The ICH Q 7 A–important sections

The ICH Q 7 A–important sections

The ICH Q 7 A is a globally harmonized GMP guideline for Active Pharmaceutical Ingredients (API). This guideline covers all GMP aspects of manufacturing, quality control and trading of both chemical and biological ingredients of a drug.

The Q 7 was arrived at by the International Conference of Harmonization (ICH), which is why it gets its name. Adapted in November 2000, it came into being after three of the world’s leading medical device markets, namely the EU, Japan and the US agreed to it.

Although a comprehensive guideline that covers almost all aspects of GMP for API in its 19 section; a few sections are more important than the rest. It makes sense to be aware of these sections and implement them for day-to-day use.

  1. Introduction and glossary: Most people only glance at this section and its sub-sections, but it contains very important details. For instance, it contains unique definitions, especially those on API starting materials and manufacturing. Unique definitions by experts are carried here. They help to properly apply the intent of Q 7.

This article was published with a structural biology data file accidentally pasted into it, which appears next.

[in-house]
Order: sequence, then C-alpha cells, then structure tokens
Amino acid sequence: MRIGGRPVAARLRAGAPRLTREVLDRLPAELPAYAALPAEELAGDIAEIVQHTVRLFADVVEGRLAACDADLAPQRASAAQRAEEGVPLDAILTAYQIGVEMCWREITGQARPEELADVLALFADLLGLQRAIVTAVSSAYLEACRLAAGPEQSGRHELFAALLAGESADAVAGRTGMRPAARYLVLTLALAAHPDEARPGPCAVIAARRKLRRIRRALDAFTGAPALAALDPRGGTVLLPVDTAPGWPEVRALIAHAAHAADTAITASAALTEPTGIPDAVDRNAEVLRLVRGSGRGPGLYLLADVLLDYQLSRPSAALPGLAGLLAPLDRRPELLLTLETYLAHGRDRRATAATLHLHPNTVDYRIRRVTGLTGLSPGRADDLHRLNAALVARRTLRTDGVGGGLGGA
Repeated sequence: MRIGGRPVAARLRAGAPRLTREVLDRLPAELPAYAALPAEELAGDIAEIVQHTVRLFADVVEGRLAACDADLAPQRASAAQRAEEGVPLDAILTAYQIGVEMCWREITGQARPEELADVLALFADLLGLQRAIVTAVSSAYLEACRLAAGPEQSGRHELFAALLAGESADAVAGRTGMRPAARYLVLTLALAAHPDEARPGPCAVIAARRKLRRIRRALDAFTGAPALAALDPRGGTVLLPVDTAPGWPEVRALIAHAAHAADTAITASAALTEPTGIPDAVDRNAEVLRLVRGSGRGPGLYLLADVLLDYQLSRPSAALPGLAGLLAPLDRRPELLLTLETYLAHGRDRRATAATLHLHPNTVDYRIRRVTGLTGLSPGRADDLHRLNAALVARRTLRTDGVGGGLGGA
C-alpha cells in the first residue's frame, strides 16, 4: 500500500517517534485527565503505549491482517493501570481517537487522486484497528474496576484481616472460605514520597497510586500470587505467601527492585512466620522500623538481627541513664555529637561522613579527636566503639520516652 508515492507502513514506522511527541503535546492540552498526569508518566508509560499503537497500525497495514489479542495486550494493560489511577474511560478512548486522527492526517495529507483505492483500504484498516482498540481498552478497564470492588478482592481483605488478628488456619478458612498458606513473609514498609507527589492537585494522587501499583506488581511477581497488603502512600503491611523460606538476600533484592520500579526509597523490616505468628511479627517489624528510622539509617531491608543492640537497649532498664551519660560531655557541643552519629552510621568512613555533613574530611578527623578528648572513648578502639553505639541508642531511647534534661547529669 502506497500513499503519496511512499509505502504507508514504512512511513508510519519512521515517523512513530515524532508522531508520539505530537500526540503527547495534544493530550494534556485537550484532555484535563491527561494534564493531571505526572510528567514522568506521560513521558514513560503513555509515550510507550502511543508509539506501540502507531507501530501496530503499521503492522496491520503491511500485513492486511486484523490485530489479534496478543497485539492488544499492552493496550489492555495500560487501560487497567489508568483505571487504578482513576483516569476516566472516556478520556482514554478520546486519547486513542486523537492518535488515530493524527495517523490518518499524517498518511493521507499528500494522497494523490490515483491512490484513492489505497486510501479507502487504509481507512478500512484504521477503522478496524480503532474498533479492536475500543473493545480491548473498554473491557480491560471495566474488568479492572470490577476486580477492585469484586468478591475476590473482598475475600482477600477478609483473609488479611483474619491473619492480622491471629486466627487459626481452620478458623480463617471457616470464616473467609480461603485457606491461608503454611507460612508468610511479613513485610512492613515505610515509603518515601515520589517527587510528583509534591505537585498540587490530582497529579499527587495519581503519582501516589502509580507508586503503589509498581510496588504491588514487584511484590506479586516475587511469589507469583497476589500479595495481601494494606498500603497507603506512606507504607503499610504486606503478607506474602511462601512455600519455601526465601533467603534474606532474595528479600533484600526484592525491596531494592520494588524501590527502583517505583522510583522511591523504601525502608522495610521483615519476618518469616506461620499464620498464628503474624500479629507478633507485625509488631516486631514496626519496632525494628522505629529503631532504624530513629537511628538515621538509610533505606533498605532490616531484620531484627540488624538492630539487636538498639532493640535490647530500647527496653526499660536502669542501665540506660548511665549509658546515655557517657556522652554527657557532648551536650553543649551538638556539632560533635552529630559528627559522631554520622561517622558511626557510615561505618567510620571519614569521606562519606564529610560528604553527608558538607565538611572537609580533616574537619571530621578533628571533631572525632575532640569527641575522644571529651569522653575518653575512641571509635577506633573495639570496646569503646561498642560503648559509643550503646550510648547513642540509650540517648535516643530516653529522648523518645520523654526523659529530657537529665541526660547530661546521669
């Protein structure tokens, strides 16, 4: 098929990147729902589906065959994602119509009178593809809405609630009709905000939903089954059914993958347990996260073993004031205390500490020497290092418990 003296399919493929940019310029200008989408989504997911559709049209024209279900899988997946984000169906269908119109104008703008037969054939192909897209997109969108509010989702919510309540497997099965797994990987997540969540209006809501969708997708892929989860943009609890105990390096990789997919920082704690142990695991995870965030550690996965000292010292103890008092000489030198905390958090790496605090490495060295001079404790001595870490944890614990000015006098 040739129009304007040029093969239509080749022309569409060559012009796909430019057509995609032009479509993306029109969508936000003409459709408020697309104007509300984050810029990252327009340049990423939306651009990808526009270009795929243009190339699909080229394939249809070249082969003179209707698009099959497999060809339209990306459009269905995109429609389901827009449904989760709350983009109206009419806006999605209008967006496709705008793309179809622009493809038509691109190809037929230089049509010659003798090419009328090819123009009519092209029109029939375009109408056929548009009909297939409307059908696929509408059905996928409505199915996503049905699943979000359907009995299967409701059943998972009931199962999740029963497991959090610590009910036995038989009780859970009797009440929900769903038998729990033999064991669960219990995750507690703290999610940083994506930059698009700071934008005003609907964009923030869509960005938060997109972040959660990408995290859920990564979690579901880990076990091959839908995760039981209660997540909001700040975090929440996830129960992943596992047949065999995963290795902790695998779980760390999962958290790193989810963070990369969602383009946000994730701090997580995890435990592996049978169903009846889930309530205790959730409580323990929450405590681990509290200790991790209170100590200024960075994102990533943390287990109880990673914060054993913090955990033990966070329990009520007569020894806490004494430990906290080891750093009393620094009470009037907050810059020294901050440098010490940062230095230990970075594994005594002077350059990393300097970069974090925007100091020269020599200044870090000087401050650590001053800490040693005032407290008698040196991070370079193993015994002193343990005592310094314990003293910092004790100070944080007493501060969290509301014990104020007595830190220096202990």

2. Buildings and facilities: Extremely important because it contains reference to minimum quality of potable water, closed systems and contact utilities.
  3. Process equipment and cleaning:This states that contact surfaces of all materials should not be able to alter the quality of the product or the material beyond stated or established requirements.
  4. Production and inprocess controls: This section is vital because it states that deviations need to be documented under API GMP.
  5. Process Validation: Undoubtedly the most critical section of GMP, because this is what qualifies and validates a process. It also carries important issues such as qualification vs. validation.
  6. Rejection and reuse of materials: Q 7 is perhaps the only document that precisely defines these terms. But for this, there would be considerable confusion about what we would be doing under API GMP.
  7. Agents: Outcome of the Haitian situation in the mid-1990’s, where children died from glycerubecontamination; this requires maintenance and traceability of records and processes from manufacturer to user.

 

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